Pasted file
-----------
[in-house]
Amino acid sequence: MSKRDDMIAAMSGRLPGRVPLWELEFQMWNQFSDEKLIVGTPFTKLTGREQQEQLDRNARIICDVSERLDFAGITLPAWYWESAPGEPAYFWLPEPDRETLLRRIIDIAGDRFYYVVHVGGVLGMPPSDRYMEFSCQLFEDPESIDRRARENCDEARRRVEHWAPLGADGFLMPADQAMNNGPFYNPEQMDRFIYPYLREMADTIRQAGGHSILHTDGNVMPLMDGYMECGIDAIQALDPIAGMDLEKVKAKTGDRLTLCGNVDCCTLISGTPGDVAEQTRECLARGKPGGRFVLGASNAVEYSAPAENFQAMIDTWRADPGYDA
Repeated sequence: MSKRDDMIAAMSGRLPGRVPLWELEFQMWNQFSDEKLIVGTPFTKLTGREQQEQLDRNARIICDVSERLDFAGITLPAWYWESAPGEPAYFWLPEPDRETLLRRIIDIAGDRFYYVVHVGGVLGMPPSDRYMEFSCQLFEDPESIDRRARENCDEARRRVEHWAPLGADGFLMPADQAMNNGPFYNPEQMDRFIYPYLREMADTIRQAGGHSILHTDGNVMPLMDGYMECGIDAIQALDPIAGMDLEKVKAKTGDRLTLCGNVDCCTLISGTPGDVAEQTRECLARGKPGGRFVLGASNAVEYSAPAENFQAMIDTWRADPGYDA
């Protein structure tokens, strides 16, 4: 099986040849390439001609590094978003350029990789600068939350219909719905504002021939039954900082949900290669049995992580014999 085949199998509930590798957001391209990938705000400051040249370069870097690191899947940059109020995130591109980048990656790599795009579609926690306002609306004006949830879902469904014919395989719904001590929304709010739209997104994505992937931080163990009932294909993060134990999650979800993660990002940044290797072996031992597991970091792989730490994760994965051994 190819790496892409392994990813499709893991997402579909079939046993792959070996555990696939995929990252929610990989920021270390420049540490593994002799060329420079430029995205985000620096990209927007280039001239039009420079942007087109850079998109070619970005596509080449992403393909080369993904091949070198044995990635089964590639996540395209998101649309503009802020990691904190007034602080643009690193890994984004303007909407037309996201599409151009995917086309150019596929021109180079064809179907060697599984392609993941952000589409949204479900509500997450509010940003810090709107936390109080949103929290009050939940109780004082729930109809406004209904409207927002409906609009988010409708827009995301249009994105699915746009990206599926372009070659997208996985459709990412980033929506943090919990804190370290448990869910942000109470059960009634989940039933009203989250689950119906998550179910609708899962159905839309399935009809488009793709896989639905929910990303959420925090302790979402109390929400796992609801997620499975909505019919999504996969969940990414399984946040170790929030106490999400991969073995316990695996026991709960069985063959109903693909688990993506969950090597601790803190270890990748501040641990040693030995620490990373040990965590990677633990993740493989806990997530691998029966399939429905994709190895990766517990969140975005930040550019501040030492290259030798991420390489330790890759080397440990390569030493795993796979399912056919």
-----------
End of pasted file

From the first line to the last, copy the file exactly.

[in-house]
Amino acid sequence: MSKRDDMIAAMSGRLPGRVPLWELEFQMWNQFSDEKLIVGTPFTKLTGREQQEQLDRNARIICDVSERLDFAGITLPAWYWESAPGEPAYFWLPEPDRETLLRRIIDIAGDRFYYVVHVGGVLGMPPSDRYMEFSCQLFEDPESIDRRARENCDEARRRVEHWAPLGADGFLMPADQAMNNGPFYNPEQMDRFIYPYLREMADTIRQAGGHSILHTDGNVMPLMDGYMECGIDAIQALDPIAGMDLEKVKAKTGDRLTLCGNVDCCTLISGTPGDVAEQTRECLARGKPGGRFVLGASNAVEYSAPAENFQAMIDTWRADPGYDA
Repeated sequence: MSKRDDMIAAMSGRLPGRVPLWELEFQMWNQFSDEKLIVGTPFTKLTGREQQEQLDRNARIICDVSERLDFAGITLPAWYWESAPGEPAYFWLPEPDRETLLRRIIDIAGDRFYYVVHVGGVLGMPPSDRYMEFSCQLFEDPESIDRRARENCDEARRRVEHWAPLGADGFLMPADQAMNNGPFYNPEQMDRFIYPYLREMADTIRQAGGHSILHTDGNVMPLMDGYMECGIDAIQALDPIAGMDLEKVKAKTGDRLTLCGNVDCCTLISGTPGDVAEQTRECLARGKPGGRFVLGASNAVEYSAPAENFQAMIDTWRADPGYDA
């Protein structure tokens, strides 16, 4: 099986040849390439001609590094978003350029990789600068939350219909719905504002021939039954900082949900290669049995992580014999 085949199998509930590798957001391209990938705000400051040249370069870097690191899947940059109020995130591109980048990656790599795009579609926690306002609306004006949830879902469904014919395989719904001590929304709010739209997104994505992937931080163990009932294909993060134990999650979800993660990002940044290797072996031992597991970091792989730490994760994965051994 190819790496892409392994990813499709893991997402579909079939046993792959070996555990696939995929990252929610990989920021270390420049540490593994002799060329420079430029995205985000620096990209927007280039001239039009420079942007087109850079998109070619970005596509080449992403393909080369993904091949070198044995990635089964590639996540395209998101649309503009802020990691904190007034602080643009690193890994984004303007909407037309996201599409151009995917086309150019596929021109180079064809179907060697599984392609993941952000589409949204479900509500997450509010940003810090709107936390109080949103929290009050939940109780004082729930109809406004209904409207927002409906609009988010409708827009995301249009994105699915746009990206599926372009070659997208996985459709990412980033929506943090919990804190370290448990869910942000109470059960009634989940039933009203989250689950119906998550179910609708899962159905839309399935009809488009793709896989639905929910990303959420925090302790979402109390929400796992609801997620499975909505019919999504996969969940990414399984946040170790929030106490999400991969073995316990695996026991709960069985063959109903693909688990993506969950090597601790803190270890990748501040641990040693030995620490990373040990965590990677633990993740493989806990997530691998029966399939429905994709190895990766517990969140975005930040550019501040030492290259030798991420390489330790890759080397440990390569030493795993796979399912056919």